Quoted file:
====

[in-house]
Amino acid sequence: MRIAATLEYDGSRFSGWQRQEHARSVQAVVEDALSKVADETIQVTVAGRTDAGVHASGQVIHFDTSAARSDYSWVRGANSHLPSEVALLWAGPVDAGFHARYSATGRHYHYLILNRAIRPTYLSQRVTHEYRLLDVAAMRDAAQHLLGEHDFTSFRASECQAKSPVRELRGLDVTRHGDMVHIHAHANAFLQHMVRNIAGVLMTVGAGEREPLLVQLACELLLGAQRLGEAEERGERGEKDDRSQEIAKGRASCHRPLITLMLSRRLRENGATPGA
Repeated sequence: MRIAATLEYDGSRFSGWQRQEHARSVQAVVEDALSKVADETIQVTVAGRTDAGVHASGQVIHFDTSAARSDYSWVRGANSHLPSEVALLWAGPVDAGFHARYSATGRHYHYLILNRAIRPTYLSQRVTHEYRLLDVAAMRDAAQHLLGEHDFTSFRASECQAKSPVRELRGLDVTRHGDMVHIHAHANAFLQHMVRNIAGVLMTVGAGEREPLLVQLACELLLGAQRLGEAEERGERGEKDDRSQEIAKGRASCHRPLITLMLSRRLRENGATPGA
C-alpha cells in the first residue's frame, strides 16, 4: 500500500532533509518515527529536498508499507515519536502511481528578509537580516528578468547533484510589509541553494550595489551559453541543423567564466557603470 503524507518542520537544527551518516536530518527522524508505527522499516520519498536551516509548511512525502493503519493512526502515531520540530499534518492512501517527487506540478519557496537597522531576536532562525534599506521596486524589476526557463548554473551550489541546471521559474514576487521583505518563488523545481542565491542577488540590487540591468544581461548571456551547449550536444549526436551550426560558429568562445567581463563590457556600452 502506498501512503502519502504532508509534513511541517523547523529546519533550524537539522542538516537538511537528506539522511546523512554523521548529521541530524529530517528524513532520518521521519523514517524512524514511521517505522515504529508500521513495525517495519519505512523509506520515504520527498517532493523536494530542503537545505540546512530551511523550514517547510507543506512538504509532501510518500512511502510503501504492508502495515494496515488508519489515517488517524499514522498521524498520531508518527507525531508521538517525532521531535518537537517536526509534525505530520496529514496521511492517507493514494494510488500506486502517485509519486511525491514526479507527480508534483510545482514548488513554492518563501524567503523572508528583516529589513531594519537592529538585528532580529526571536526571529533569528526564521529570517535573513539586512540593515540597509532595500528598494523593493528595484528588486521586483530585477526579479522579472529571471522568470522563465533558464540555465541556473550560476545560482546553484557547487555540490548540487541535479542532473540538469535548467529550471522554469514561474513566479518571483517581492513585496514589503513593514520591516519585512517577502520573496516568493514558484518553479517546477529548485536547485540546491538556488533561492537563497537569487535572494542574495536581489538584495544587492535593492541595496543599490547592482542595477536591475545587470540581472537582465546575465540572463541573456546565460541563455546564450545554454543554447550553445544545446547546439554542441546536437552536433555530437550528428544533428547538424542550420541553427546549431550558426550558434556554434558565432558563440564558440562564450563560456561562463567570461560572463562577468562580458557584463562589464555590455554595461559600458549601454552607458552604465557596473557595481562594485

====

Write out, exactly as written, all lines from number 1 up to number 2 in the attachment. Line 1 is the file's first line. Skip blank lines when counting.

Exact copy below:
[in-house]
Amino acid sequence: MRIAATLEYDGSRFSGWQRQEHARSVQAVVEDALSKVADETIQVTVAGRTDAGVHASGQVIHFDTSAARSDYSWVRGANSHLPSEVALLWAGPVDAGFHARYSATGRHYHYLILNRAIRPTYLSQRVTHEYRLLDVAAMRDAAQHLLGEHDFTSFRASECQAKSPVRELRGLDVTRHGDMVHIHAHANAFLQHMVRNIAGVLMTVGAGEREPLLVQLACELLLGAQRLGEAEERGERGEKDDRSQEIAKGRASCHRPLITLMLSRRLRENGATPGA